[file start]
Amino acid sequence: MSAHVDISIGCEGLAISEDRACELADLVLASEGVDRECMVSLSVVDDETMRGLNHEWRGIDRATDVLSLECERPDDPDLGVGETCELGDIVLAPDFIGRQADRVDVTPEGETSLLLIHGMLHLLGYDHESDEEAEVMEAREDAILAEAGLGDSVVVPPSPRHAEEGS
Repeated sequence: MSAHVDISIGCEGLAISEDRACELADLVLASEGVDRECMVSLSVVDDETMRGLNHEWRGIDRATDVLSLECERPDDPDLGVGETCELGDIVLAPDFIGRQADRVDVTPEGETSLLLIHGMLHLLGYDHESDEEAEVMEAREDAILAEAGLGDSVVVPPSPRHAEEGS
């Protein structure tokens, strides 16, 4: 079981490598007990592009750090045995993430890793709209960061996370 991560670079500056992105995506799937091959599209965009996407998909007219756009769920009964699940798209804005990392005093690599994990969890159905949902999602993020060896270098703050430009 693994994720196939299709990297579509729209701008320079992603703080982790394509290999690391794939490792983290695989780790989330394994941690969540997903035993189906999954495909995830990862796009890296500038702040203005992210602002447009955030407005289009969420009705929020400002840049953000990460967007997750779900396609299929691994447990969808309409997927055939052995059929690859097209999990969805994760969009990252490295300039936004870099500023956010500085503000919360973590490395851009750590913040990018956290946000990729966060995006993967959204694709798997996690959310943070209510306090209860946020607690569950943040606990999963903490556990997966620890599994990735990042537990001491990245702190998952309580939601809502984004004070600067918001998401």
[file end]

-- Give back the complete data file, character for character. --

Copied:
Amino acid sequence: MSAHVDISIGCEGLAISEDRACELADLVLASEGVDRECMVSLSVVDDETMRGLNHEWRGIDRATDVLSLECERPDDPDLGVGETCELGDIVLAPDFIGRQADRVDVTPEGETSLLLIHGMLHLLGYDHESDEEAEVMEAREDAILAEAGLGDSVVVPPSPRHAEEGS
Repeated sequence: MSAHVDISIGCEGLAISEDRACELADLVLASEGVDRECMVSLSVVDDETMRGLNHEWRGIDRATDVLSLECERPDDPDLGVGETCELGDIVLAPDFIGRQADRVDVTPEGETSLLLIHGMLHLLGYDHESDEEAEVMEAREDAILAEAGLGDSVVVPPSPRHAEEGS
């Protein structure tokens, strides 16, 4: 079981490598007990592009750090045995993430890793709209960061996370 991560670079500056992105995506799937091959599209965009996407998909007219756009769920009964699940798209804005990392005093690599994990969890159905949902999602993020060896270098703050430009 693994994720196939299709990297579509729209701008320079992603703080982790394509290999690391794939490792983290695989780790989330394994941690969540997903035993189906999954495909995830990862796009890296500038702040203005992210602002447009955030407005289009969420009705929020400002840049953000990460967007997750779900396609299929691994447990969808309409997927055939052995059929690859097209999990969805994760969009990252490295300039936004870099500023956010500085503000919360973590490395851009750590913040990018956290946000990729966060995006993967959204694709798997996690959310943070209510306090209860946020607690569950943040606990999963903490556990997966620890599994990735990042537990001491990245702190998952309580939601809502984004004070600067918001998401």